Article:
It is clear that the modern history of China since the middle of the 19th century was a traumatic one. China’s first encounters with western modernity in the form of the Great British navy and its imposition of trade agreements around the sale of opium resulted in a long period in which the imperial Qing, and then the Republican regime that followed it in 1911, saw themselves largely as victims of a stronger world around them, and as needing to quickly speed up their own reform and development.
The experiences in the 1920s to the 1940s were a mixture of attempts to reform, alongside fragmentation and confusion, culminating in the devastation of the Sino-Japanese war from 1937. The Second World War had a searing impact, leading to over 20 million deaths, and 50 million displaced. It exposed all of China’s vulnerabilities and weaknesses. That the country survived at all is in some ways a miracle. The victory of the Communists in 1949 therefore, whatever one might think of its political significance, was also seen as a stage of a new beginning. That new history has continued to this day.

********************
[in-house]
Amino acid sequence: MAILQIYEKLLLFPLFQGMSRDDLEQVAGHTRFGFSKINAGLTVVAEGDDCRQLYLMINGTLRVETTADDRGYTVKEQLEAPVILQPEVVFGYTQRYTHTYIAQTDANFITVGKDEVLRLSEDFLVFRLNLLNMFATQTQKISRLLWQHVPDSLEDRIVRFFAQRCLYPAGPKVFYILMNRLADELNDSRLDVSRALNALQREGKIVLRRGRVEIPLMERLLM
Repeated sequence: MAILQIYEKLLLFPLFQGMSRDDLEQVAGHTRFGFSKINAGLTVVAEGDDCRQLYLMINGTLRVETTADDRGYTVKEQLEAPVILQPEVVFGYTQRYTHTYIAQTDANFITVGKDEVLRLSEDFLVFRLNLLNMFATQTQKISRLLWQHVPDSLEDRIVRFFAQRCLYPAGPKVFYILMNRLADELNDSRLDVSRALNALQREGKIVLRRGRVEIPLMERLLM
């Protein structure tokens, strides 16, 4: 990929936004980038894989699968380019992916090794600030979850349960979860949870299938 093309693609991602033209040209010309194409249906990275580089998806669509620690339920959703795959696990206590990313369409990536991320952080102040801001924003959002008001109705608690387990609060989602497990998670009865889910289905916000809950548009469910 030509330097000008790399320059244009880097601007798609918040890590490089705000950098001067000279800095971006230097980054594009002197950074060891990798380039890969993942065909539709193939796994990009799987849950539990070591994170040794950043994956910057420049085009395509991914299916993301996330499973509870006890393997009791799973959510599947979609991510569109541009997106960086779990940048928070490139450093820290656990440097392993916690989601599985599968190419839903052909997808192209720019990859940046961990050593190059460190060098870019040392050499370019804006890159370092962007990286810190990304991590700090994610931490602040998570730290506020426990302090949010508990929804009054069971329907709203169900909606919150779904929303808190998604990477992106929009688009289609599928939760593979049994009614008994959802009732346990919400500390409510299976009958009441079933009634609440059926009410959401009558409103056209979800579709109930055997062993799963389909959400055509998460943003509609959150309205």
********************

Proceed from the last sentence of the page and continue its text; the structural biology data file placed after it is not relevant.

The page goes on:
There are many events and acts in the early decades of the People’s Republic under the Communists that were catastrophic and problematic. The Great Leap Forward in 1957 was ambitious in intent and focussed on the desire to see the country rapidly catch up with industrialised nations – but it led to overreach, and, indirectly, to the famines of the early 1960s. The Cultural Revolution led to a decade of inner fighting and turmoil, an event that still haunts the memories of most people over the age of 60 in China to this day. But from 1978, the focus has been relentless – reform and opening up to ensure that people’s material wellbeing rises, and that the Party stays in power as a result of that.
However different the country that exists today is to its predecessors in the last century and a half, there is one mission that does link them – the rectification of the harms done to China by itself and others because of its weakness, and the cast iron objective to never be in a position of vulnerability again. Over the decades since 1978, as economic reforms have had time to take effect, and prosperity levels rise, sometimes dramatically, the language of China being on the road to a great renaissance, a period of resurrection from the ashes of its traumatic past, has intensified. So too have feelings of patriotism. Some of these have been moulded and encouraged by the government. But others come from the sincere emotions of Chinese people who may feel ambiguous to negative about their government, but want to see their country succeed and be secure.